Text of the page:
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    Default Brainstorming: Views and Interviews on the Mind

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    Brainstorming: Views and Interviews on the Mind

    Shaun Gallagher, "Brainstorming: Views and Interviews on the Mind"
    Im...t Aca...ic | 2008-11-01 | ISBN: 1845400232, 1845401476 | 276 pages | PDF | 16,4 MB

    Gallagher presents a collection of dialogues between himself and a number of neuroscientists, including Michael Gazzaniga, Marc Jeannerod, and Chris Frith, on the relation between the mind and brain.

    Shaun Gallagher has put together a great book here. They greatest feature of Brainstorming is that Gallagher hasn't just thrown a bunch of random quotes together; it is obvious that he took the time to methodically lay out his approach and make his argument.

    So what is the argument? Essentially that Computationalism is quite futile in its attempt at explaining most, if any, of the properties of consciousness while Embodied Cognition is more fruitful. To make this argument Gallagher draws from interviews, dialogues and exchanges between various professionals working on the problem of consciousness. They are: Michael Arbib (Action to Language via the Mirror Neuron System), Jonathan Cole (The Invisible Smile: Living without facial expression), Christopher Frith (Making up the Mind: How the Brain Creates Our Mental World), Michael Gazzaniga (Human: The Science Behind What Makes Us Unique), Marc Jeannerod (Motor Cognition: What Actions Tell to the Self (Oxford Portraits in Science)), Anthony Marcel, Jacques Paillard (Brain and Space (Oxford Science Publications)), Jaak Panksepp (Affective Neuroscience: The Foundations of Human and Animal Emotions (Series in Affective Science)) and Francisco Varela (On Becoming Aware: A Pragmatics of Experiencing (Advances in Consciousness Research, 43)).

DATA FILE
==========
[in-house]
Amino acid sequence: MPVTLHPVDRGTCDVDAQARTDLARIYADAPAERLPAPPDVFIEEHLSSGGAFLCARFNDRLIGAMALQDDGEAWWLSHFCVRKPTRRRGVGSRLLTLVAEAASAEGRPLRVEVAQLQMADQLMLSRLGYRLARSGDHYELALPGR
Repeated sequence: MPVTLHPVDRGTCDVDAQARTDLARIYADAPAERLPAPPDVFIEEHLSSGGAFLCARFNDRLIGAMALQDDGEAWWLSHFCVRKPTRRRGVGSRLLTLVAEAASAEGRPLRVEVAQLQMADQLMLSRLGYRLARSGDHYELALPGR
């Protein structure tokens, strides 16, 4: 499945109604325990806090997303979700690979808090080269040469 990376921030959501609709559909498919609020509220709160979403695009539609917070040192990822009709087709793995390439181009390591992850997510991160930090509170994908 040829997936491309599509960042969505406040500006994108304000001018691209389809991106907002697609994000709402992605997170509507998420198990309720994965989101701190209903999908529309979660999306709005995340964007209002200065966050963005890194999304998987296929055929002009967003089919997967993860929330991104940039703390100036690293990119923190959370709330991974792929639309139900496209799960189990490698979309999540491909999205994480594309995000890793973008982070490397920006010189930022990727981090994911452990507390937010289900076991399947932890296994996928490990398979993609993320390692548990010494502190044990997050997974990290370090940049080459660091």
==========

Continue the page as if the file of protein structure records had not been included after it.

I really enjoyed this book and found it very informative in the ongoing debate about Mind/Body, the "hard problem of consciousness", computationalism, embodied cognition and phenomenology. I would simply add that this book is somewhat technical; I don't imagine that a layman could read this book and be completely satisfied. I believe however, that IF someone wanted to read this book without much background in Philosophy of Mind AND was committed to it, then it wouldn't be too difficult to do a little research and catch-up. This would make a great introductory text to studying Embodied Cognition (which is the view that is presently displacing Computationalism in Philosophy of Mind). Here are a couple of other books that are worthy of looking at in this area: Supersizing the Mind: Embodiment, Action, and Cognitive Extension (Philosophy of the Mind) and The Conscious Brain: Facts and Consequences.



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